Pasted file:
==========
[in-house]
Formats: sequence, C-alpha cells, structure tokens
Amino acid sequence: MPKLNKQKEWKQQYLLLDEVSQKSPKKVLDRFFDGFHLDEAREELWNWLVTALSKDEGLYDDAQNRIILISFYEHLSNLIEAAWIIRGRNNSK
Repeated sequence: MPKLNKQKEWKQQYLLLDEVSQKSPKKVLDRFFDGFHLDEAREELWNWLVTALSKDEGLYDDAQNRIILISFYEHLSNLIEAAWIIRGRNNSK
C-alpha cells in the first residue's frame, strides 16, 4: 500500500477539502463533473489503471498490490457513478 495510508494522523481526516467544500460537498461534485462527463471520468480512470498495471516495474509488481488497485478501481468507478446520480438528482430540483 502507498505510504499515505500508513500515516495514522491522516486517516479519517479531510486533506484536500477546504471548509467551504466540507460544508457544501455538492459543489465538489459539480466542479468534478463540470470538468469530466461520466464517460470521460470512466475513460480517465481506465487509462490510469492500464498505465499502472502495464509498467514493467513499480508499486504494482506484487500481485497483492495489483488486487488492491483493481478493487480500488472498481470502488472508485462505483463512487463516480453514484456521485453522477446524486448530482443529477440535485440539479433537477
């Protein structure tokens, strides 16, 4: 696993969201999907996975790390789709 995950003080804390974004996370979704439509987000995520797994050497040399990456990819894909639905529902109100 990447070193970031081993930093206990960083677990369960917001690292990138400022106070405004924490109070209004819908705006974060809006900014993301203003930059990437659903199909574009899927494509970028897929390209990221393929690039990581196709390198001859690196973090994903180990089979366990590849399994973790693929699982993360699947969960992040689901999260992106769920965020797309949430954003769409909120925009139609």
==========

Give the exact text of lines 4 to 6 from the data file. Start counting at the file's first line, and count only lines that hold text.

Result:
Repeated sequence: MPKLNKQKEWKQQYLLLDEVSQKSPKKVLDRFFDGFHLDEAREELWNWLVTALSKDEGLYDDAQNRIILISFYEHLSNLIEAAWIIRGRNNSK
C-alpha cells in the first residue's frame, strides 16, 4: 500500500477539502463533473489503471498490490457513478 495510508494522523481526516467544500460537498461534485462527463471520468480512470498495471516495474509488481488497485478501481468507478446520480438528482430540483 502507498505510504499515505500508513500515516495514522491522516486517516479519517479531510486533506484536500477546504471548509467551504466540507460544508457544501455538492459543489465538489459539480466542479468534478463540470470538468469530466461520466464517460470521460470512466475513460480517465481506465487509462490510469492500464498505465499502472502495464509498467514493467513499480508499486504494482506484487500481485497483492495489483488486487488492491483493481478493487480500488472498481470502488472508485462505483463512487463516480453514484456521485453522477446524486448530482443529477440535485440539479433537477
């Protein structure tokens, strides 16, 4: 696993969201999907996975790390789709 995950003080804390974004996370979704439509987000995520797994050497040399990456990819894909639905529902109100 990447070193970031081993930093206990960083677990369960917001690292990138400022106070405004924490109070209004819908705006974060809006900014993301203003930059990437659903199909574009899927494509970028897929390209990221393929690039990581196709390198001859690196973090994903180990089979366990590849399994973790693929699982993360699947969960992040689901999260992106769920965020797309949430954003769409909120925009139609």